"We want you out." Cummings stepped from the gantry and into the centre of the pod, waved a hand to persons unknown, the door closed and we began our ascent over the Thames.
"But I'm not in."
"Precisely. We have a job for you. No-one must ever know."
Rain swam down the arching glass all around us. A private booking, but my third time on the Eye at night. "We want you to bring outsiders in."
"Just do what you do. Only more so."
"More so? Why do you want outsiders in?"
"The insiders want the outsiders in. But they have to be sure they're not .. just looking."
"I see. Shouldn't an insider bring outsiders in?"
"Too risky. They might want out."
"Better out than in. I want in, Cummings."
"You'd hate it there. It's claustrophobic."
"If you're not in you can't win. Womans Realm."
He paused, the serious look fell from his face like the thread he was unravelling from the cuff of his Jermyn Street shirt. "You boys know all about service of a - shall we say - de facto nature. But you will fixate on winning."
I looked across the river, knowing full well that Cummings was right. "Fine, do I get paid ..something?"
"The Freedom." He always used this - never 'freedom', always prefixed. Freedom when all I want is a place.
"Saturday. Donegal, hmm?" He touched my cheek but I pulled away.
"No. Don't." I closed my eyes, I knew the game. "You'll only make me happy."
"And?" He grew aggravated.
"You'll take it away again. Then where will I be?"
"ffffffucK. coquette.. " He bit at his knuckle, thumping randomly on the window - "You know sometimes I wonder about all this." - he traced a finger from the mauve and white lights of the City and along to the Tate Britain, "All this .. spurious hoo-ha. Do you know what it's all built on?"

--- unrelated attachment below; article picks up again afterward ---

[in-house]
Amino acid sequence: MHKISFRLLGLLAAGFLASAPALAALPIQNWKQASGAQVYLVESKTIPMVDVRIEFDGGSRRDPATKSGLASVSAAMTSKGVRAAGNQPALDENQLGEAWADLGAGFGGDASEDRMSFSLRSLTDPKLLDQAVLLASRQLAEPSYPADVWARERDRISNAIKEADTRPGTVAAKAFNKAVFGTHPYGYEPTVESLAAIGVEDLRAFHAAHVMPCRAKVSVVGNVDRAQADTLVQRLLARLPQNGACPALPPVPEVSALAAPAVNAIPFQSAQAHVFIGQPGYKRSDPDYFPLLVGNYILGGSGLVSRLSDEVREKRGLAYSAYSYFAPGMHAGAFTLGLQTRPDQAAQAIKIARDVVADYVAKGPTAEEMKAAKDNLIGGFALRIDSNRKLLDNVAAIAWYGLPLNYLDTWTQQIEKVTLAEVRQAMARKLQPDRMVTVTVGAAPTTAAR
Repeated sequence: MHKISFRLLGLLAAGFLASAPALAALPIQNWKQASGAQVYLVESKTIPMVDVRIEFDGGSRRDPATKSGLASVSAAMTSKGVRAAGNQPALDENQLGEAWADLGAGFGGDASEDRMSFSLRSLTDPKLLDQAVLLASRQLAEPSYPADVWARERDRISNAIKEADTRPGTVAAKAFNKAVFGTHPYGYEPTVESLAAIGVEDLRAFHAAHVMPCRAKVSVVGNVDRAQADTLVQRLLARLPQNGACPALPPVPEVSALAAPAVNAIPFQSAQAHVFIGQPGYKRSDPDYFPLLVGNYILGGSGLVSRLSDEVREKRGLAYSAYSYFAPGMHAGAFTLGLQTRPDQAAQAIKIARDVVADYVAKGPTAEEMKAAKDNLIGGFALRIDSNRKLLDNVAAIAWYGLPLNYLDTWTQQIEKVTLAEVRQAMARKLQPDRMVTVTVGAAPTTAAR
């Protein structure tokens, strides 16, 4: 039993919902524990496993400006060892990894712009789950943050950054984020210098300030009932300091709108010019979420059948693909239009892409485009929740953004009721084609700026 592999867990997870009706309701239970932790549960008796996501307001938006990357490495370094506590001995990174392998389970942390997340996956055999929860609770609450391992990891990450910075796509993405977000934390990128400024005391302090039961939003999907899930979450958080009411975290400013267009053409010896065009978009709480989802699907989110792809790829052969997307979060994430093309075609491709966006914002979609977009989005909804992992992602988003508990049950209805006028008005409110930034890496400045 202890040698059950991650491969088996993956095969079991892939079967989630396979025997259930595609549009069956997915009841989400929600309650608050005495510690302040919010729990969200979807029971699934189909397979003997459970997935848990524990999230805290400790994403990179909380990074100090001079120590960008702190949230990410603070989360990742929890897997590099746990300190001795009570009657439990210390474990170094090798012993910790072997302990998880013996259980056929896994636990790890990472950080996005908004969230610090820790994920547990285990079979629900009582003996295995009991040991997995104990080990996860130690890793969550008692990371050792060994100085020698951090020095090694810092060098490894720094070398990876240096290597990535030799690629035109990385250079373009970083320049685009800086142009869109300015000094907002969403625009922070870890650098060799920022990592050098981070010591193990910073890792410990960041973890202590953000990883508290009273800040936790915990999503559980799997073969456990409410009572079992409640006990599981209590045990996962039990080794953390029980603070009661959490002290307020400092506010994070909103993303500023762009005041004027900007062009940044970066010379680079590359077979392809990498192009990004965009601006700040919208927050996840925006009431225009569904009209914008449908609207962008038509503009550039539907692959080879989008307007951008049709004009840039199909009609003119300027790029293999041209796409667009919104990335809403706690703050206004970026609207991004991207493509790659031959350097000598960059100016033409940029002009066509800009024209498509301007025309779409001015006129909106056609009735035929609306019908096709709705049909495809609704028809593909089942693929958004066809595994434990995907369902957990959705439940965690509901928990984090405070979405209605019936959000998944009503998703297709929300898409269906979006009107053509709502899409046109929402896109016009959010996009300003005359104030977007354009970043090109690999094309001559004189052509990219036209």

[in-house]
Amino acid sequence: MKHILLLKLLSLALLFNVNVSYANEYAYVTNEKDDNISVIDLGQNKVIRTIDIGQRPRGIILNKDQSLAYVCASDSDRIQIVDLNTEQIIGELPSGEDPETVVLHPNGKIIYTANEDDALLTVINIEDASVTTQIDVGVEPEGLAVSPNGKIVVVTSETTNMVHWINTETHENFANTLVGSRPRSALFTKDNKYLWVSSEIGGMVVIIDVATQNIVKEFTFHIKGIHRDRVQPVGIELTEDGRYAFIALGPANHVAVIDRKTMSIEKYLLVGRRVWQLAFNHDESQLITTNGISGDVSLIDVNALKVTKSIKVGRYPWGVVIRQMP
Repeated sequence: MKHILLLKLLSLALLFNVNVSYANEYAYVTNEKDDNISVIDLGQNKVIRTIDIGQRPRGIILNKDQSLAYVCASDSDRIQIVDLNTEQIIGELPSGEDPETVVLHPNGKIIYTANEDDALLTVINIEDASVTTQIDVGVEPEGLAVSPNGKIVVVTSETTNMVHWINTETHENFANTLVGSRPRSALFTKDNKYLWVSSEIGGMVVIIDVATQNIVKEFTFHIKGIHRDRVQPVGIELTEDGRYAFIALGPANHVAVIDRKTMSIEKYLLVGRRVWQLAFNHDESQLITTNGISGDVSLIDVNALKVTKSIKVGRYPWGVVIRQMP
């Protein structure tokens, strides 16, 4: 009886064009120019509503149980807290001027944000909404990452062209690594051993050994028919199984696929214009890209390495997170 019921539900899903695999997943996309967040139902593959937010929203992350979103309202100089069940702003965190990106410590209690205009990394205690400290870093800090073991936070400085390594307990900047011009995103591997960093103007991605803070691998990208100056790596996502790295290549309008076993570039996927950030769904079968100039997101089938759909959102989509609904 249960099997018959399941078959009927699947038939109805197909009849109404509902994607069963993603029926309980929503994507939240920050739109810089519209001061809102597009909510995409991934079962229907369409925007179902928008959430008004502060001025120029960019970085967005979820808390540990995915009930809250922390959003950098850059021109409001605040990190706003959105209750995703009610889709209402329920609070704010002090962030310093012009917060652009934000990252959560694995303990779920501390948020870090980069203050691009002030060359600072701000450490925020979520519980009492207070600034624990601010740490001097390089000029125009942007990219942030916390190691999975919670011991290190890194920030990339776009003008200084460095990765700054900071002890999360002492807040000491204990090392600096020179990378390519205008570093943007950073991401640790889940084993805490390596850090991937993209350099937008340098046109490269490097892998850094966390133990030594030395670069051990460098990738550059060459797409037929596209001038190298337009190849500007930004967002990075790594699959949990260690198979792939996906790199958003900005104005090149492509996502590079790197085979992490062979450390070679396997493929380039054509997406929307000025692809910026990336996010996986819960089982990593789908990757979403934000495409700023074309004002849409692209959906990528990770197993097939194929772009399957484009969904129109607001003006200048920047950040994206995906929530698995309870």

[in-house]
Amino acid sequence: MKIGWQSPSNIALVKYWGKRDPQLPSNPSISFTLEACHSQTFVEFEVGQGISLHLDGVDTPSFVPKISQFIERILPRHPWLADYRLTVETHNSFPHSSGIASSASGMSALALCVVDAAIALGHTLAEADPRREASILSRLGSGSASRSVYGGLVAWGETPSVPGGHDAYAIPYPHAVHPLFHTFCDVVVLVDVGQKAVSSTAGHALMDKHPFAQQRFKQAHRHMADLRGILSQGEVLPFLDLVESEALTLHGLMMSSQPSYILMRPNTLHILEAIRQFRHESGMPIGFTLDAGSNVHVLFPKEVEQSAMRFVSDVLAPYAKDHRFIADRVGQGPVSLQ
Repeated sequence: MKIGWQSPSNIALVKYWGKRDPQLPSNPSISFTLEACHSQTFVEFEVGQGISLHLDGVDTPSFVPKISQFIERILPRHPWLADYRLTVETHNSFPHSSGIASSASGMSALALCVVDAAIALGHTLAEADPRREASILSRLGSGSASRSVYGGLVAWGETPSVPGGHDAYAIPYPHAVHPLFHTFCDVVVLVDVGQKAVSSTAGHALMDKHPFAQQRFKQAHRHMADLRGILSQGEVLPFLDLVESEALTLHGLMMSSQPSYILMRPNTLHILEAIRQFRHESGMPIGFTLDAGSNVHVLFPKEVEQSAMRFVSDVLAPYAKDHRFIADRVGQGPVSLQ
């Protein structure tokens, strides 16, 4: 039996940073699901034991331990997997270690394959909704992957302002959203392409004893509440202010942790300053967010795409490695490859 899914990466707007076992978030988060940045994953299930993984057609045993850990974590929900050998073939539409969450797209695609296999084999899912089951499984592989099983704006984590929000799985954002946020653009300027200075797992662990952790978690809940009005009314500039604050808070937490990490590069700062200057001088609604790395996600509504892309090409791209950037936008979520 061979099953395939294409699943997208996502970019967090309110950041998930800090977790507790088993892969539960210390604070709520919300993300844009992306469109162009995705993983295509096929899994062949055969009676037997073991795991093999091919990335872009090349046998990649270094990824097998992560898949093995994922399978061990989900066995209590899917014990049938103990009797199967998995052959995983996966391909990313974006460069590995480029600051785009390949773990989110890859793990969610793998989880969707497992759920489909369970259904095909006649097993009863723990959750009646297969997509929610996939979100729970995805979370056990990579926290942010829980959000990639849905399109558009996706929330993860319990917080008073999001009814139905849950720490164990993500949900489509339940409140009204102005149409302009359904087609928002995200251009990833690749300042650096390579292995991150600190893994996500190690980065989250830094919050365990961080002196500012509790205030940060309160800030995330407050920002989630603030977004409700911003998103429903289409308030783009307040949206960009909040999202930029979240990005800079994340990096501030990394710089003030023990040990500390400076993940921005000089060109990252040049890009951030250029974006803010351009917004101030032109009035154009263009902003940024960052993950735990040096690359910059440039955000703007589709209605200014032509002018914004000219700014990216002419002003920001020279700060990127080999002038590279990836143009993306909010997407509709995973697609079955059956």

He span, raging, finding a hold on my collar. "Love. The sweet silver song of our love." - his piercing achromatic eyes rolling around my face - "What is it about you? I always end up talking cuckoo clocks and Borgias."
Retreating, gesturing, the door re-opened. We were back on the gantry. We were back on the gantry. I was confused. Always something confusing around Cummings. "That was quick!"
"Quick? You need a cheap holiday, dear boy, no-one's been anywhere."
I felt I had to press against the fog now swelling in my forehead. As I moved to leave a hand was placed to my chest - "No rush. Stay in. Go round for a rinse cycle." - an A4 envelope was placed into my hands - "Everything you need is here."
I took it, fell against the pod door. He fastened his briefcase in the rain, twisted open his brolley. "Till our next rendezvous I guess?"
"Oh that's the second thing. You're on your own now. I never heard of you in my life." The gates had been opened and I watched as Cummings disappeared down the slope through oncoming customers. I stepped forward on impulse - "Cummings? Can I ask one last question?"
He looked and accepted it with a raised eyebrow. "Is there love on the inside?"
I thought the wind would clip his response, but he managed to lift himself over the thicket of hoods and heads with that look of his - uniquely sedate yet somehow smiling at a mutual, unmentionable middle distance. "It's .. different." He turned, was gone. "Just different."